Due to his behavior history I told the mother that I could only provide the care with safety stabilization of her child, given the urgent status of her son need for treatment.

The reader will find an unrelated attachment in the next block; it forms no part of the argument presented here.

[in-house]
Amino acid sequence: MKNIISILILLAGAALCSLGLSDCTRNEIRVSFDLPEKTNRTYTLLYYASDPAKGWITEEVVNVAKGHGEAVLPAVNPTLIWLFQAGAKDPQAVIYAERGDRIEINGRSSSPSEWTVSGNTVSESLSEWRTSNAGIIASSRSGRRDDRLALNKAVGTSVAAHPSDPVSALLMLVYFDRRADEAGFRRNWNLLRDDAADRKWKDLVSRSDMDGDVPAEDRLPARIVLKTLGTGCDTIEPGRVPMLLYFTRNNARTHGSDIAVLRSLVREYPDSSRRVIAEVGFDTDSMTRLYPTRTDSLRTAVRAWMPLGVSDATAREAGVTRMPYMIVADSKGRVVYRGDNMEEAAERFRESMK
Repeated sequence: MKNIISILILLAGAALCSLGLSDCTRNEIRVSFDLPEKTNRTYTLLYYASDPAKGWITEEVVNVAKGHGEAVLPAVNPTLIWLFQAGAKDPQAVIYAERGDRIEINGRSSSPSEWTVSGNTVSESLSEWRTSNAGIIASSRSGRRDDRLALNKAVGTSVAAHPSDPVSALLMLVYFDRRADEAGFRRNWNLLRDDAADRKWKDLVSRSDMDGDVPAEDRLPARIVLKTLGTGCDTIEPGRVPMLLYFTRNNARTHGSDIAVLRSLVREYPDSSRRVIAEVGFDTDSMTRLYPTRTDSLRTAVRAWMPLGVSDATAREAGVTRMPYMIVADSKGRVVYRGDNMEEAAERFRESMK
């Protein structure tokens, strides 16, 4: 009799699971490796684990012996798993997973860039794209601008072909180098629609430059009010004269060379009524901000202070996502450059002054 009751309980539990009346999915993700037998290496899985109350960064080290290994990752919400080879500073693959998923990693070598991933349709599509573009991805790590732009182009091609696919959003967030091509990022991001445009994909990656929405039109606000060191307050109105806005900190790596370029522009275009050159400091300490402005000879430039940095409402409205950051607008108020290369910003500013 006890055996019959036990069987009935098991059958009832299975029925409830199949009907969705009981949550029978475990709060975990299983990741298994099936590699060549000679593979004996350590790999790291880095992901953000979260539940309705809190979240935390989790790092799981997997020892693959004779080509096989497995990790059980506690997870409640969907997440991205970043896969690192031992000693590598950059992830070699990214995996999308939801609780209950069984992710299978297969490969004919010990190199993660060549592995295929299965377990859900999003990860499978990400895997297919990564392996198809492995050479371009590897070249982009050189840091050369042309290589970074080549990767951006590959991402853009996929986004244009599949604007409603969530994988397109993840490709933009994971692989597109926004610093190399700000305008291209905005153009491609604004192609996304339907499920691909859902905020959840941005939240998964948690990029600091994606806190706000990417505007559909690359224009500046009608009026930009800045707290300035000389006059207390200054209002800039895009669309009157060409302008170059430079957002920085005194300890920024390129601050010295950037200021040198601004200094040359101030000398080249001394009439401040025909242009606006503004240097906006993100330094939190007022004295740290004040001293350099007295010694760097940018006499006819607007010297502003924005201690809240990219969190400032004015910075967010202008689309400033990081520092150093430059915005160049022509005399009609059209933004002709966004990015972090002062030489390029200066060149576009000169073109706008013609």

The authorization to do the dental work was expedited by Medicaid and we saw Ryan for treatment 3 days later. At the visit with us, Ryan did not object to the use of a papoose board immobilizer.It was the second dentist to try treating this fidgety patient. Wayne Grossman at Gold River Pediatric Dentistry restrained him, strapping him down to something called a papoose board. He gave the analogy explaining how patients are strapped down with water sprayed into their mouths. He claims that lack of ability to move can traumatize a patient for life.According to the American Academy of Pediatric Dentistry, a 2010 survey found 72% of pediatric dentists use restraints. Burhenne who was trained in dental school how to use a papoose board, to demonstrate how it works. He also says a patient who can’t move while a dentist works in their mouth, would have a tough time telling the dentist if he or she can’t breathe or if something hurts.“This child was chemically and physically suffocated,” said family attorney Jim Moriarty at a news conference earlier this year. Perlman says it’s important the dentist discusses the options with the parent before the procedure, and has them sign a basic consent form. Grossman did go over the papoose board ahead of time, and she did sign a waiver saying one may be used, however she says she asked his office staff to notify her before actually using the restraint on Ryan.“He could’ve come out to let me know what was going on; maybe try to have me calm him (Ryan) down,” she said.